Defining Small Data

With a flurry of new articles on small data in various publications recently – including Wired, Technorati, and AllThingsD – there’s a growing number of voices contributing to the small data movement (a great thing!). But with these new perspectives, I feel like it’s a good time to re-ground the conversation in an actual definition of what we are talking about when we refer to “small data” – or at least what I’m talking about!

So in this post I wanted to share my first cut at a proper definition. Yes, I’ve framed the pillars for small data in many other places, going back to my first guest piece in Forbes on the topic a year ago (!), and more recently I’ve embraced the idea of describing small data as “the last mile of big data.” But these were descriptions or principles vs. definitions for the most part.

So, after spending the last couple month working on Digital Clarity Group‘s new multi-client study on “Bringing the Power of Big Data to the Masses” (sponsored by my friends at Adobe, Actuate, HubSpot, and Visible), seeing how marketers are looking to make analytics more accessible and actionable – and creating some new starter use cases, an interesting thing happened: a definition emerged!

In fact, while our final report is still a week or so away from being available from DCG and our sponsors, I shared the definition with our audience at the Digital Pulse Summit this past week during my panel on small data, and given the response, I wanted to provide it here as well.

A New Definition for Small Data

Small data connects people with timely, meaningful insights (derived from big data and/or “local” sources), organized and packaged – often visually – to be accessible, understandable, and actionable for everyday tasks. 

Note, as we describe in our report, this definition applies to the data we have, as well as the end-user apps and analyst workbenches for turning big data set into actionable small data. The key “action” words here are connect, organize, and package, and the “value” (the 4th V of big data) is rooted in making insights available to all (accessible), easy to apply (understandable), and focused on the task at hand (actionable).

In fact, I hope it’s as much a mission statement, as it is a definition. What do you think? Did we nail it?

15 comments

  1. Pingback: The Year of Small Data | Small Data Group
  2. Pingback: Warum Small Data dieses Jahr ganz Big wird. | Klaus Breyer
  3. Pingback: Google flu trends as a lesson in big data prediction
  4. Pingback: Small Data, Everyday Analytics, and the Power of Thinking Fast | Small Data Group
  5. Kevin McDonald

    Why must small data be derived from derived from big data? I suppose the ‘and/or local sources’ is something of a catch all here. I’d suggest removing “(derived from big data and/or “local” sources)” from the definition. My two pennies.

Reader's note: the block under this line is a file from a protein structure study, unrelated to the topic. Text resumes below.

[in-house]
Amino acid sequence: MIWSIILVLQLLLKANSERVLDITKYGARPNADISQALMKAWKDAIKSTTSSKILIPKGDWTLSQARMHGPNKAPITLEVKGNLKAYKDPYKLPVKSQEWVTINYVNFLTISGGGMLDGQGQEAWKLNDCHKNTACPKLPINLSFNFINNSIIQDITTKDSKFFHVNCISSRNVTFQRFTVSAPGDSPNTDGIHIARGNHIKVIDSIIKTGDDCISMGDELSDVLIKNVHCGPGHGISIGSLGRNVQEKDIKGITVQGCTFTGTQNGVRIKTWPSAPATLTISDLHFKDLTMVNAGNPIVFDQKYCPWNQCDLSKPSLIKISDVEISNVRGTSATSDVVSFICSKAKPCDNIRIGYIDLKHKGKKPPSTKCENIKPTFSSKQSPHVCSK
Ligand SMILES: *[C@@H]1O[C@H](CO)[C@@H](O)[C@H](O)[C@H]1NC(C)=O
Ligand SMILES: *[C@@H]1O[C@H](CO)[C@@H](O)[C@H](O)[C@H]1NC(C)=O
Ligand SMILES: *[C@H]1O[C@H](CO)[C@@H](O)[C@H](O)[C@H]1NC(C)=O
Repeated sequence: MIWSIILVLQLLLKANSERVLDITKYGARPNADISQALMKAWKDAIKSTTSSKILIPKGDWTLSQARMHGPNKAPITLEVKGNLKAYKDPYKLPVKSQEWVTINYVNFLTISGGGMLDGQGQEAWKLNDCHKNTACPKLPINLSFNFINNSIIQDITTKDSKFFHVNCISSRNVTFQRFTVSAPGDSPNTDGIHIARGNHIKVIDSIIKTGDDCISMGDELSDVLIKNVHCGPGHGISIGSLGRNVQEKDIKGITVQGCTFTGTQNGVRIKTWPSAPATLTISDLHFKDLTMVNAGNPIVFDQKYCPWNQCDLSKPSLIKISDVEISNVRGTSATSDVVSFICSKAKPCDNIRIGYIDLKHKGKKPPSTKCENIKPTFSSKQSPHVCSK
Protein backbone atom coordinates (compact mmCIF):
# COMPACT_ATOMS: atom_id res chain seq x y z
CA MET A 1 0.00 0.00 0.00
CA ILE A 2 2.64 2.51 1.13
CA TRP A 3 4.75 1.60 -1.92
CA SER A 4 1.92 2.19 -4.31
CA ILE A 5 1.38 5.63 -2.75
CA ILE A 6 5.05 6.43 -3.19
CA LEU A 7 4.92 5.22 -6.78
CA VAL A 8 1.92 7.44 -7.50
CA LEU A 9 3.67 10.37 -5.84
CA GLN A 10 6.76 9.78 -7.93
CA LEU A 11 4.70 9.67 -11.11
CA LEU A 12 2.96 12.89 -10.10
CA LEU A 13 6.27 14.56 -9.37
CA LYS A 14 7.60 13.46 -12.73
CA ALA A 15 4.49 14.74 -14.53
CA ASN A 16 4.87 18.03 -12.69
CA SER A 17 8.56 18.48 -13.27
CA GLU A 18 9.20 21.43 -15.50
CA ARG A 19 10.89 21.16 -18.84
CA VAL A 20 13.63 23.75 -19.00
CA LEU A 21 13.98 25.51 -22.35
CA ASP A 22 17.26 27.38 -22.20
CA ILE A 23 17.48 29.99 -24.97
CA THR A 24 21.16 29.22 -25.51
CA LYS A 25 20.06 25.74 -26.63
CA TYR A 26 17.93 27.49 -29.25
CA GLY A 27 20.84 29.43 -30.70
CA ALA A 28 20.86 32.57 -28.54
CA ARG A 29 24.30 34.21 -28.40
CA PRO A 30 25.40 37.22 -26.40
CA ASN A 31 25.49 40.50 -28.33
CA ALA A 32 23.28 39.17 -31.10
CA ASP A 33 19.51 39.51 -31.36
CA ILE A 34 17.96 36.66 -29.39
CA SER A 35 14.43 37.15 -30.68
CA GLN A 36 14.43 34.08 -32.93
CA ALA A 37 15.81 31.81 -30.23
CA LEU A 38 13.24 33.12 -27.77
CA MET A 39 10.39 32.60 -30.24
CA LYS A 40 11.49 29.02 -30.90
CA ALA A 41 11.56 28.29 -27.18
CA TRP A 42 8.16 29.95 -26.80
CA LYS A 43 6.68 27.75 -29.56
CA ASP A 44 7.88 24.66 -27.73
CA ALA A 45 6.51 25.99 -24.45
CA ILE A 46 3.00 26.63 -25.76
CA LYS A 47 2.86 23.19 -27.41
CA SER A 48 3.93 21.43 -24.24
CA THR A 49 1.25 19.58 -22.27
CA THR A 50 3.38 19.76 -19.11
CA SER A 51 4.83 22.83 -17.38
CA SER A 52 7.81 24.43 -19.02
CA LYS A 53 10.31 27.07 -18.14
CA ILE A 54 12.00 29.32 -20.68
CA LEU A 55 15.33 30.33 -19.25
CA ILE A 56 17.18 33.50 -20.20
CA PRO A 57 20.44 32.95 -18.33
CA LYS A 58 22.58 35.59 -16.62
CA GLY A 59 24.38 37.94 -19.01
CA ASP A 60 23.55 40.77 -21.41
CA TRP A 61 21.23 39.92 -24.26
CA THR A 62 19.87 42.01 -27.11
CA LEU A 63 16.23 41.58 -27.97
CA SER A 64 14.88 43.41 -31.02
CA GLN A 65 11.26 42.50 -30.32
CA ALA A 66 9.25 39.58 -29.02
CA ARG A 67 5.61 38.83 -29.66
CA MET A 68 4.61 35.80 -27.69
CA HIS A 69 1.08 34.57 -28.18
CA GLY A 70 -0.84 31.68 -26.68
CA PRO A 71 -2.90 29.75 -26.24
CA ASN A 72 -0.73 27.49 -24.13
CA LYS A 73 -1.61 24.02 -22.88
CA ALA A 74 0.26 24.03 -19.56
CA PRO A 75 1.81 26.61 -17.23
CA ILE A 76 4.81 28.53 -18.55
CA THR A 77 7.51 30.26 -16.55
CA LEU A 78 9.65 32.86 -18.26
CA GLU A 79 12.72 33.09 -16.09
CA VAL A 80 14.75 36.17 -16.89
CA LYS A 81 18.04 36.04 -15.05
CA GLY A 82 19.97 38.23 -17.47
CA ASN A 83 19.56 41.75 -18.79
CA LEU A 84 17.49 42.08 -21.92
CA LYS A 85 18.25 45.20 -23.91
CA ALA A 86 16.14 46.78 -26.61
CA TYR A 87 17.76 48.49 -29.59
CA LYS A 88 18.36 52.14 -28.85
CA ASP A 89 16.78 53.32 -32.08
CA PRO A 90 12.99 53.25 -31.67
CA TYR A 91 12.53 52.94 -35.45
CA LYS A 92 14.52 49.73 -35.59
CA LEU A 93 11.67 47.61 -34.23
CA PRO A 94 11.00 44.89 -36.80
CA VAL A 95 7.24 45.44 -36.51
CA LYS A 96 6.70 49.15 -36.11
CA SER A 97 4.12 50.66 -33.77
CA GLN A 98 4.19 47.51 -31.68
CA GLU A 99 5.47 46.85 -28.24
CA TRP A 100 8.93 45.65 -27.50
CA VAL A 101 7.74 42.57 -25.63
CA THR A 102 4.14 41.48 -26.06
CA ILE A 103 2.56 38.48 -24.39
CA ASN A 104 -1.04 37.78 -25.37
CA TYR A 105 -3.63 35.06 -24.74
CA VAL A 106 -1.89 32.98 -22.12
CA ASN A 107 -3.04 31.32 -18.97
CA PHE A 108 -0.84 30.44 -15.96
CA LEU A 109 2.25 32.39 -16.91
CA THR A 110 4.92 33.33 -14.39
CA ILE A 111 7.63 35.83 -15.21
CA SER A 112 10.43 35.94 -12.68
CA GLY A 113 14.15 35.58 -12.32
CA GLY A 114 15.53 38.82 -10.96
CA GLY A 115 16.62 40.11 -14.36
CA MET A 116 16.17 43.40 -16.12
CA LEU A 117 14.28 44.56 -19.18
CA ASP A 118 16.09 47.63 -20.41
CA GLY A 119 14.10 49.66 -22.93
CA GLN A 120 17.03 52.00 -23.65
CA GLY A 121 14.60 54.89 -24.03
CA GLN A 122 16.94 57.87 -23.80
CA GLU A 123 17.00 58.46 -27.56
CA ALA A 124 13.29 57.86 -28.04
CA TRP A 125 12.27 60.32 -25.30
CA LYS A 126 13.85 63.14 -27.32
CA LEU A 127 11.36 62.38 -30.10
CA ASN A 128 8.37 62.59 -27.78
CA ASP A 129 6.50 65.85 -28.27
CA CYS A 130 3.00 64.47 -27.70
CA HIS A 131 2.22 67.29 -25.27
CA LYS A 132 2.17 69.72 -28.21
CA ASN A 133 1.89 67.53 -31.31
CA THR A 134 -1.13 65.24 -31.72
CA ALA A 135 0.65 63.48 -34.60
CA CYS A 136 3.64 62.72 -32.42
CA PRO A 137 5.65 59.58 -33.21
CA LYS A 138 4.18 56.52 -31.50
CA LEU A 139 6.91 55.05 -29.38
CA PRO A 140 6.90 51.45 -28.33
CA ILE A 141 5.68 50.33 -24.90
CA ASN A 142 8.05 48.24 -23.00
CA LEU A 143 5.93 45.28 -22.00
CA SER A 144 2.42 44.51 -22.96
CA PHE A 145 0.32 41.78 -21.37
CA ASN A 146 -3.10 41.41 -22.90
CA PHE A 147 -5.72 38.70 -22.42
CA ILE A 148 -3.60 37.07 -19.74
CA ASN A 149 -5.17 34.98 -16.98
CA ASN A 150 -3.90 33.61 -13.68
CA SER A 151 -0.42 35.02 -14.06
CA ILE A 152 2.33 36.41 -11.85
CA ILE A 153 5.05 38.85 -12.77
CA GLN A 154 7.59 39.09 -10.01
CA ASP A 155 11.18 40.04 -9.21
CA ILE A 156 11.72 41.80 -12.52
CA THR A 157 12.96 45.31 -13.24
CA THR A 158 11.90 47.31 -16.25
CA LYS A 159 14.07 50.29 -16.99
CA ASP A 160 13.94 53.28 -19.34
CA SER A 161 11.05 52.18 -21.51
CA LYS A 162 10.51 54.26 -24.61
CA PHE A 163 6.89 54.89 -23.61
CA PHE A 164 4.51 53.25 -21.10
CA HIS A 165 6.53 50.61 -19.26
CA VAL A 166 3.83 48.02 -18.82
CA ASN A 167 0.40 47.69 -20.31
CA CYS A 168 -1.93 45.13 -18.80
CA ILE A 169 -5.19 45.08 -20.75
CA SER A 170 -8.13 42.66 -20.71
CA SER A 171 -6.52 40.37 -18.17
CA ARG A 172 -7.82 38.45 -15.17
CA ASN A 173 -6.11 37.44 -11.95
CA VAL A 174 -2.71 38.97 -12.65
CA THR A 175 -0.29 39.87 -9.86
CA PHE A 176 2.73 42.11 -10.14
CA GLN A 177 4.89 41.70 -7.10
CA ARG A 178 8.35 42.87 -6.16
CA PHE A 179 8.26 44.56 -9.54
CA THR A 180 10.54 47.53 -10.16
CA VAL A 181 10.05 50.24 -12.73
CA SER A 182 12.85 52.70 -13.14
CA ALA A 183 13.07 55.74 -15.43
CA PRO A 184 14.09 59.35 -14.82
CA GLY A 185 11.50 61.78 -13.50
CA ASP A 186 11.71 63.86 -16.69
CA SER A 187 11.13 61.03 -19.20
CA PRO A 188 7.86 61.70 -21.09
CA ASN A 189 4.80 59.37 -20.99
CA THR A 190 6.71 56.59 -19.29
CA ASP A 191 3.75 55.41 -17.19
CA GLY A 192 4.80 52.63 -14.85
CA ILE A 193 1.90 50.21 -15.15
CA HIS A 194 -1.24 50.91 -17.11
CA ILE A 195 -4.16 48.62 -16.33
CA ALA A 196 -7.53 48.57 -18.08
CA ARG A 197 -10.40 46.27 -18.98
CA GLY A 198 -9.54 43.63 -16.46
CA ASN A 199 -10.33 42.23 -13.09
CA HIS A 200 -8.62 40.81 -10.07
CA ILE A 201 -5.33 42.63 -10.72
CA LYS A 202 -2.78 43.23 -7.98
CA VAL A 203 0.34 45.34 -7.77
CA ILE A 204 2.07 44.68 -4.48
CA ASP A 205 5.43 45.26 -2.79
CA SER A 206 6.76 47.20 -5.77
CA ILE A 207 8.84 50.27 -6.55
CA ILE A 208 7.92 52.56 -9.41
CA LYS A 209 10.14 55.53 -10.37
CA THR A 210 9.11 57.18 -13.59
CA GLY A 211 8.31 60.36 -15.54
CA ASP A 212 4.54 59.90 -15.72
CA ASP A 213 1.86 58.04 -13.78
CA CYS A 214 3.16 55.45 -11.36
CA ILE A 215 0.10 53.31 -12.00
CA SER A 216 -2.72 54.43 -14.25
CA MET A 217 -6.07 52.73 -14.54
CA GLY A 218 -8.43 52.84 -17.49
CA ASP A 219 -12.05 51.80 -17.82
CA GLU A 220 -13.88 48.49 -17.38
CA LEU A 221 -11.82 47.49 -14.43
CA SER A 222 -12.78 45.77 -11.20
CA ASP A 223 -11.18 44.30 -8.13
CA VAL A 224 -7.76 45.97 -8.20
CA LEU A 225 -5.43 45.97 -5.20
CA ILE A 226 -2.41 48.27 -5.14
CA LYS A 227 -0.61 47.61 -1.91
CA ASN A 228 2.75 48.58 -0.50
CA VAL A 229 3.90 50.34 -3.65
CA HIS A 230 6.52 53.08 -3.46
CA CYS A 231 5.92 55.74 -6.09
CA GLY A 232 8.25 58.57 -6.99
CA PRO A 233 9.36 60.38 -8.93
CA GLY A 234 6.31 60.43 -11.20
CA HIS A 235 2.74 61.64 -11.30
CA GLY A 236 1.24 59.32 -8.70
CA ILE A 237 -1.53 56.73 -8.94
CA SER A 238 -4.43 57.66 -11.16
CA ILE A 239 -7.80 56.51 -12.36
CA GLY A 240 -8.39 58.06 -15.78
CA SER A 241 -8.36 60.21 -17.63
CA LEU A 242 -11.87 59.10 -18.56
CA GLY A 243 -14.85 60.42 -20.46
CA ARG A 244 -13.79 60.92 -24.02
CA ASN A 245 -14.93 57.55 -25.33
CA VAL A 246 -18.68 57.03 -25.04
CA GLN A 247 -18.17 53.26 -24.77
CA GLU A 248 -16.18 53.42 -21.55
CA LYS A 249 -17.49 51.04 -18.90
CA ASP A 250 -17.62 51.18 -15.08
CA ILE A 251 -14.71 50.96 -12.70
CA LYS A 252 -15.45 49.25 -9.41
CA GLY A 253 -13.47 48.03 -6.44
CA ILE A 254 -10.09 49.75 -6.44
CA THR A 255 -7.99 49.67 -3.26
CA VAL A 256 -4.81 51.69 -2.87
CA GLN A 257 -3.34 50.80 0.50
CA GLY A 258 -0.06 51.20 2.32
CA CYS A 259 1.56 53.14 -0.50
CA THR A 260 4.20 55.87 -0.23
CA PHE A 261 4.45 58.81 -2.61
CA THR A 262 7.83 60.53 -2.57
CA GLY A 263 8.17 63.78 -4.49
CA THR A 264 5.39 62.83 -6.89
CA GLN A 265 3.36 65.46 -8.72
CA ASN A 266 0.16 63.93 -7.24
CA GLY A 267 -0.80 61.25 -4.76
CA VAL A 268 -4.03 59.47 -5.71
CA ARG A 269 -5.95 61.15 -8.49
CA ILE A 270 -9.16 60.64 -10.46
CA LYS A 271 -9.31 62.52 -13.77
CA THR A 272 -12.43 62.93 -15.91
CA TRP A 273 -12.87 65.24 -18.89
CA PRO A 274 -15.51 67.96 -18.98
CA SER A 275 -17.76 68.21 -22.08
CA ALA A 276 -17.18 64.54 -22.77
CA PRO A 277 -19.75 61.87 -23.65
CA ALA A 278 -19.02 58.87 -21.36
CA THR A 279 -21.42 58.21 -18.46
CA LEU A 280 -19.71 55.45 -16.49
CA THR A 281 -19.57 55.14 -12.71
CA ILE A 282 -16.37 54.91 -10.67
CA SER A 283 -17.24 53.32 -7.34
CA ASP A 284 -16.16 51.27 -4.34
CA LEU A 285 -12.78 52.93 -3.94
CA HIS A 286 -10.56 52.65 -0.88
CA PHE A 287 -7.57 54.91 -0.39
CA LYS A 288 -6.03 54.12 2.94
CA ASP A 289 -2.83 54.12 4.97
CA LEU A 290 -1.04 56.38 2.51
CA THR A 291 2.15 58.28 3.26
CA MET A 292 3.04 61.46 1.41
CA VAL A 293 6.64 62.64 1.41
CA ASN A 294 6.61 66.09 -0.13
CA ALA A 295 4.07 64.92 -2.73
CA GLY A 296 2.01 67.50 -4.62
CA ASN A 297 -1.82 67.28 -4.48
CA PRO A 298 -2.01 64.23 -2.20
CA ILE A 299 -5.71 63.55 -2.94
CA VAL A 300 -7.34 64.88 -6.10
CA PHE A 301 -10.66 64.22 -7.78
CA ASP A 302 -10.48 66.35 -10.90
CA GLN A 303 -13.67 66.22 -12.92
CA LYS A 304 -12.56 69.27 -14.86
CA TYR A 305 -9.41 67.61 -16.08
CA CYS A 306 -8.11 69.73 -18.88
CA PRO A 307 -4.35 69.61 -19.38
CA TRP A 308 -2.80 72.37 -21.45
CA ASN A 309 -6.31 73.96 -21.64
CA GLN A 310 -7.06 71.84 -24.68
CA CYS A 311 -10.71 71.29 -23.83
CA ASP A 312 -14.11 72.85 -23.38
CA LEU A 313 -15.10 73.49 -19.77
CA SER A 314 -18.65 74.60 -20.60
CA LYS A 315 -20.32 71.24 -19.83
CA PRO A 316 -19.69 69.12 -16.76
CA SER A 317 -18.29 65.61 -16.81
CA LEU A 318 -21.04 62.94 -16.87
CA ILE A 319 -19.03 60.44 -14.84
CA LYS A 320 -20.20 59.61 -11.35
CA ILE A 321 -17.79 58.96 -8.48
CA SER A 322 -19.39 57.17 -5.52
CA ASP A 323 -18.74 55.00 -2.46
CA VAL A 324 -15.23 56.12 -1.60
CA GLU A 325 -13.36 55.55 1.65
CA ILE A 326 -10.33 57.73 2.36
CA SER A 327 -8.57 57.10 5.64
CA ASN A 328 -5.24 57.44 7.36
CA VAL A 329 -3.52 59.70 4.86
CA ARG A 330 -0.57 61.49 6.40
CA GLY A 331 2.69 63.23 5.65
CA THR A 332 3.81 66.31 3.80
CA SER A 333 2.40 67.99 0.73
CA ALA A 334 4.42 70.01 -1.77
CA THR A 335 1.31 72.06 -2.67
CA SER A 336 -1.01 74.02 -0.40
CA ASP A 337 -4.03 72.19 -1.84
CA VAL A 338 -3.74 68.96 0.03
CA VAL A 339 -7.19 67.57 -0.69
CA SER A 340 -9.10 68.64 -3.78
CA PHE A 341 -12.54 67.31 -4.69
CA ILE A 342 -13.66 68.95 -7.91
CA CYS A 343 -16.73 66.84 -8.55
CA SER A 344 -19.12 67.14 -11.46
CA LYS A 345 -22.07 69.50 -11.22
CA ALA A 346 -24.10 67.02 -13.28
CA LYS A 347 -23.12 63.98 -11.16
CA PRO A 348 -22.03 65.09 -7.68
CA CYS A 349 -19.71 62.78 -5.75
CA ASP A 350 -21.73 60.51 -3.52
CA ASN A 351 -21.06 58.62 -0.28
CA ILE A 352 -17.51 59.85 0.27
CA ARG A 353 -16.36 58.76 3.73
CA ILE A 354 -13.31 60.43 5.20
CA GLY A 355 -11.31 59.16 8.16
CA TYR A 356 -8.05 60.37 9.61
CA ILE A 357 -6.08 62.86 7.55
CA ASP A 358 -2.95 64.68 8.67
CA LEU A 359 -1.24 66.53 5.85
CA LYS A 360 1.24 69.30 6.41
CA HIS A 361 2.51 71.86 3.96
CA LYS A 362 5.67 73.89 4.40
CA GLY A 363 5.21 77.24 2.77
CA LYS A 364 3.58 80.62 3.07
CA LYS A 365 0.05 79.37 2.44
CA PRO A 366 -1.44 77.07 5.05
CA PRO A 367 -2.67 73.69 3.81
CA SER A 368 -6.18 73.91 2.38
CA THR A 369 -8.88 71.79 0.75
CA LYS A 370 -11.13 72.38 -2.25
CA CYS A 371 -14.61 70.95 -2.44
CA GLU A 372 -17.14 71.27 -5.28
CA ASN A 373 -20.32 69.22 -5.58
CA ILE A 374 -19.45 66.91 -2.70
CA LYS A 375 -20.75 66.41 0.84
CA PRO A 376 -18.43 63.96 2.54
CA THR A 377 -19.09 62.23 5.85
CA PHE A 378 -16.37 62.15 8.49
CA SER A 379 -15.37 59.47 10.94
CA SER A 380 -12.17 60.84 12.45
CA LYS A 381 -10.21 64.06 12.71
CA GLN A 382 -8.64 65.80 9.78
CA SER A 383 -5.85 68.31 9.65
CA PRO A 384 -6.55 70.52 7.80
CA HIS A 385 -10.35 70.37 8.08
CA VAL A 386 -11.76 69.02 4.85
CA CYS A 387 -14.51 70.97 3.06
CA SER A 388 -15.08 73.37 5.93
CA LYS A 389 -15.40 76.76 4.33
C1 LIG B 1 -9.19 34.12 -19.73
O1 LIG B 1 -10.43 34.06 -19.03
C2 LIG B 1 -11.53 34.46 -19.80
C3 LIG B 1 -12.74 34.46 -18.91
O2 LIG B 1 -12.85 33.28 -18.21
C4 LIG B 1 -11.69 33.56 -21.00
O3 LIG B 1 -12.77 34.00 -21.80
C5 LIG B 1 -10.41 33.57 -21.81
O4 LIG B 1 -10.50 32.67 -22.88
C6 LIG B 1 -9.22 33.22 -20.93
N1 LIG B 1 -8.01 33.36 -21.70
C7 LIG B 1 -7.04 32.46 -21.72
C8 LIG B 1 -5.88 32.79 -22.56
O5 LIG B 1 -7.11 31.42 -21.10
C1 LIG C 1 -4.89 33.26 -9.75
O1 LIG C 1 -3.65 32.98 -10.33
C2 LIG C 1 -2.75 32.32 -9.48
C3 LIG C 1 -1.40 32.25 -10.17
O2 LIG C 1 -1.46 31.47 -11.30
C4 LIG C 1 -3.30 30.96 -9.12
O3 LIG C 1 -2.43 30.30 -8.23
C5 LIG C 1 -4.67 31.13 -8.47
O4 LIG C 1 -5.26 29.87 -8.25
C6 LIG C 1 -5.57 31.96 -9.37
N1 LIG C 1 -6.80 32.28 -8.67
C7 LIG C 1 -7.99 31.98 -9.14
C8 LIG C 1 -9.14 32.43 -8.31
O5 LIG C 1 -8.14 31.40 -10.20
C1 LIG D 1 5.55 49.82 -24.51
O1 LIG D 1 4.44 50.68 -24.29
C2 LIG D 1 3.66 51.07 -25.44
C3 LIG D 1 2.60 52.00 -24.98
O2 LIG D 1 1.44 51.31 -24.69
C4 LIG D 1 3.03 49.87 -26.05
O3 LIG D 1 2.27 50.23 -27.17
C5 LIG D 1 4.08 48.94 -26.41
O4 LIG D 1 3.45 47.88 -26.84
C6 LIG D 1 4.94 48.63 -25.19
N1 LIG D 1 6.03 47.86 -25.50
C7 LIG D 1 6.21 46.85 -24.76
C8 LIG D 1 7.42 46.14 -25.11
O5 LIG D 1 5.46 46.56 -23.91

6. Pingback: Thinking Small to Re-Envision the Future of Customer Apps and Big Data
  7. Prashanth Krishnamurthy

    Agreed with Kevin. Small data is what makes up big data. The ability to drill down to actionable items (to the trees, leaves, and fruits) from the bigger landscape (the forest) has been a capability that is achieved with integration of Analytical and Transactional systems. So, what’s new again?

  8. Pingback: Is Your Big Data Vision Focused on Designing Everyday Apps? - Dataconomy
  9. porno

    Have you ever considered publishing an ebook or guest authoring on other websites?
    I have a blog based on the same ideas you discuss and would really
    like to have you share some stories/information. I know my audience would enjoy your work.
    If you are even remotely interested, feel free
    to send me an email.

  10. Pingback: Beyond the IoT Buzz Is A New Horizon of Embedded Intelligence, Information Flows and Seriously Smart Apps - CTOvision.com
  11. Pingback: Beyond the IoT Buzz Is A New Horizon of Embedded Intelligence, Information Flows and Seriously Smart Apps - FedCyber.com | Information Security Event & Community
  12. thoomasbro

    So should we call it “Reduced Data” instead of “Small Data”? It’s less appealing but may be more true. If you “prune” Big Data to make data actionnable, accessible and so forth, it’s more a top down approach : a reduction. I don’t think it’s small data at first.
    What about all these databases created first in Excel by Business Experts, that finally (and not in every cases) move to the IT department to be transformed as new app/dashboard/workflows (with or without predictive functions)? In this case, Small Data will be more concerned about what forms the long tail of software (cf. https://www.gv.com/lib/the_long_tail_o). Am I out of focus?

  13. Jake Christenson

    You forgot to mention about small data internal to the enterprise. For example in my experience we have lots of excels and emails which we use to communicate our daily activities, but just communicating this small data is done with meetings that is interruptive to our overall productivity. I really wanted to find an agile solution that could map our company strategies, personal goals and relate them to team project information giving everyone transparent visibility into all daily operations. A startup called Chronality (https://www.chronality.com) offered us a platform that gave us one centralized solution for all the ways we needed to map our operational small data as a heirarchy(just like big data) within our functional area accessible for daily decsions.

Leave a Reply

Fill in your details below or click an icon to log in:

WordPress.com Logo

You are commenting using your WordPress.com account. Log Out / Change )

Twitter picture

You are commenting using your Twitter account. Log Out / Change )

Facebook photo

You are commenting using your Facebook account. Log Out / Change )

Google+ photo

You are commenting using your Google+ account. Log Out / Change )

Connecting to %s